Well, what a week that was.
You know that feeling when you really, really need a holiday, a goddamn break from your everyday routine? When you feel like your head’s going to explode if you have to do just one more week of the same ‘ol stuff every day? Well that was exactly how I was feeling up until the 14th of August, when I finally had the chance to take a hard-earned holiday and fly to Edinburgh to sample some of the delights that the city’s Fringe Festival had to offer.
Luckily for me, an Edinburgh Fringe virgin, I was staying with my friend and fellow blogger Anna, who had taken on the task of booking us our tickets for a number of shows during the five days we’d be in the city. Anna knows her shiz when it comes to the who’s-who of the comedy world, so I knew I was in safe hands. And thanks to her skills, we got to see some fantastic comedy from Rhys Darby (‘Murray’ in Flight of the Conchords) [we also had a total fangirl moment and got a photo with him, squee]; Tim Key (of ‘Newswipe’ and ‘Cowwards’; Tom Basden; former Sweet Oblivion interviewee David O’Doherty; the SuperClump sketch troupe; and a host of comedians who took part in Mark Watson’s 24 Hour Comedy Show.
It was the latter event that made the most impact on me during the week – because it led to the most surreal few hours of my life! First off, I have to admit that I wasn’t actually there for the entire 24 hours. The gig started at 1am on Monday night/Tuesday morning (17/18 August) but by then I was tucked up in bed after the previous day’s festivities. Instead, myself, Anna and Sabina dragged ourselves out of bed at 6am in time to make it to the show six hours in.
It’s quite hard to describe the 24-hour show in just a few sentences, but essentially it’s the brainchild of comedian Mark Watson, who ‘presents’ the show and is helped throughout the day and night by a group of friends (mainly from the UK and Australia) and all manner of comedians, (like Brendon Burns, Adam Hills, Tim Key, Simon Amstell, Sammy J, Stephen K Amos and more) both in real life and online. It’s not a ‘comedy show’ per se, contrary to what I had assumed beforehand, in that it doesn’t feature performances – rather, it is a performance in itself. An improvised, ramshackle show where you never know what’s going to happen next.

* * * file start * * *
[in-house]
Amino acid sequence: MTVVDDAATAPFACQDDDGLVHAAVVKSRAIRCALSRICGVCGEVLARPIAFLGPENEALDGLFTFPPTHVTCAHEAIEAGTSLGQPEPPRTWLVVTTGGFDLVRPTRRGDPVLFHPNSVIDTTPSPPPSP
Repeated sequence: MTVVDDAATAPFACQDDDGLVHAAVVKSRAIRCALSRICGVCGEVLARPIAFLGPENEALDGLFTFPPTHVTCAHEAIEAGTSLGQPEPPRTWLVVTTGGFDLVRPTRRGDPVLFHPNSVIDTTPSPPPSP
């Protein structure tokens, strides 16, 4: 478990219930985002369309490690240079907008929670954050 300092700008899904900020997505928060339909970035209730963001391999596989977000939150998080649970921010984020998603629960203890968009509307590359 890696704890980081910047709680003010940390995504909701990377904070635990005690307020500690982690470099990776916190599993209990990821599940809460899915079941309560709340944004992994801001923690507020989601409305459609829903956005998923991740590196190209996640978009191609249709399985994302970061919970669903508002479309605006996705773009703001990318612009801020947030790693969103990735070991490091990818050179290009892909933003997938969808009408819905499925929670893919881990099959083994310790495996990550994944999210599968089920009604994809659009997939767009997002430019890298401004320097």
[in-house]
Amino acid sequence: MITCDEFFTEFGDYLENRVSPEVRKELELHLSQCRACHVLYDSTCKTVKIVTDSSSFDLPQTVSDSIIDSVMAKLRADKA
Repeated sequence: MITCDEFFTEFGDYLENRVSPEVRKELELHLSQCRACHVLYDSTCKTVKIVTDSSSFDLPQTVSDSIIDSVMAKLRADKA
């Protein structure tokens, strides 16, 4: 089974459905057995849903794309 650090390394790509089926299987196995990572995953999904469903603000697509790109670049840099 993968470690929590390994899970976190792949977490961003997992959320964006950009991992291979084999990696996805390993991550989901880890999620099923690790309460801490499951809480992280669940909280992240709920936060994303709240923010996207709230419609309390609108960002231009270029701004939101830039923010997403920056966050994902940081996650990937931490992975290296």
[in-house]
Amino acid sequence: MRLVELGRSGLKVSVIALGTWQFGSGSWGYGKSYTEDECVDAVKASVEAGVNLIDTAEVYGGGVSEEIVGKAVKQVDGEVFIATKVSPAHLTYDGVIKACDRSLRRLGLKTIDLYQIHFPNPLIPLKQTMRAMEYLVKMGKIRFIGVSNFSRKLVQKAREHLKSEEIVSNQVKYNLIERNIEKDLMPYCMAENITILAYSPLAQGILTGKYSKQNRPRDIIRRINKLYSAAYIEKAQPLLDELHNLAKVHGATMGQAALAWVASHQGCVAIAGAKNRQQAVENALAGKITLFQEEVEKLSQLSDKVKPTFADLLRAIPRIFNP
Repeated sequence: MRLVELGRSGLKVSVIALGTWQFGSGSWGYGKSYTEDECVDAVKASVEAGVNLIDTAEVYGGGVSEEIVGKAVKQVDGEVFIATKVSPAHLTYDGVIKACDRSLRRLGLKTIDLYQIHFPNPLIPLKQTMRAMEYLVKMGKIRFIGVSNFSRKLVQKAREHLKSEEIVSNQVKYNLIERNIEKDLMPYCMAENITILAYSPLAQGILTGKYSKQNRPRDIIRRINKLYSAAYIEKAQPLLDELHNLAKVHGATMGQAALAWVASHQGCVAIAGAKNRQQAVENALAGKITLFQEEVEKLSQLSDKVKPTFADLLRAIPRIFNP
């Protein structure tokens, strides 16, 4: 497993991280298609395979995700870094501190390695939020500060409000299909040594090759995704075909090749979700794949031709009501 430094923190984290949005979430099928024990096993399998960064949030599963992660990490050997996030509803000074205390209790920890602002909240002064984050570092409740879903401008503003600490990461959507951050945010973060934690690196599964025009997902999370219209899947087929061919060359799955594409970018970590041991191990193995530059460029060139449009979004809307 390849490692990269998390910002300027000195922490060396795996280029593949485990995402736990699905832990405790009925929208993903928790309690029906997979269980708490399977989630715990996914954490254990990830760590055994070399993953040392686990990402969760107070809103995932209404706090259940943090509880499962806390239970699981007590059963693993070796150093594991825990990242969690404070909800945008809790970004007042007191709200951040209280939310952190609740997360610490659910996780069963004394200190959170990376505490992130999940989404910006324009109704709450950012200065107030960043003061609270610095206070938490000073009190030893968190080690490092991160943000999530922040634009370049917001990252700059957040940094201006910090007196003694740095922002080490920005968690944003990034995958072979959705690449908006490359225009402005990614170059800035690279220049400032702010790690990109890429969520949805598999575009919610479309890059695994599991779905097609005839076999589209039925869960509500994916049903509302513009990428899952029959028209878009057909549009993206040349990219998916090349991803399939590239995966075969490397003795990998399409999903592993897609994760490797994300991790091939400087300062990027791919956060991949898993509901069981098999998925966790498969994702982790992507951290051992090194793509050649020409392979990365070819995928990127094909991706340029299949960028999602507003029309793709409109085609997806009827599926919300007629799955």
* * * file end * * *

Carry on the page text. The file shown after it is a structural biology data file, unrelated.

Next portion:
The show is streamed live and twittered and blogged throughout the 24 hours…it’s a fully interactive event with lots of weird and wonderful things happening throughout the day. For a better idea of what happened, visit here and here, and for lots of photos, visit here. And for a video Anna took of me, her and Sabina, check out my gurning mug here.
The point where things started to get extremely surreal for me was when, in the third venue of the day (in the Pleasance), the Australian comedian Adam Hills announced that he’d never had an ‘entourage’….and that perhaps the 24-hour show was the occasion where he would find one. Adam had a show that night in the Assembly Rooms, and while he went off to do an interview, he left it in the host Mark’s and Ali McGregor‘s (Adam’s fiancée) hands to pluck the lucky 5 women from the audience.
Now, I’m not the shyest of people usually, but when it comes to big events I don’t really relish the thought of appearing on stage in front of lots of people. But I thought this sounded like good craic and decided to enter the competition….and was one of the people who won.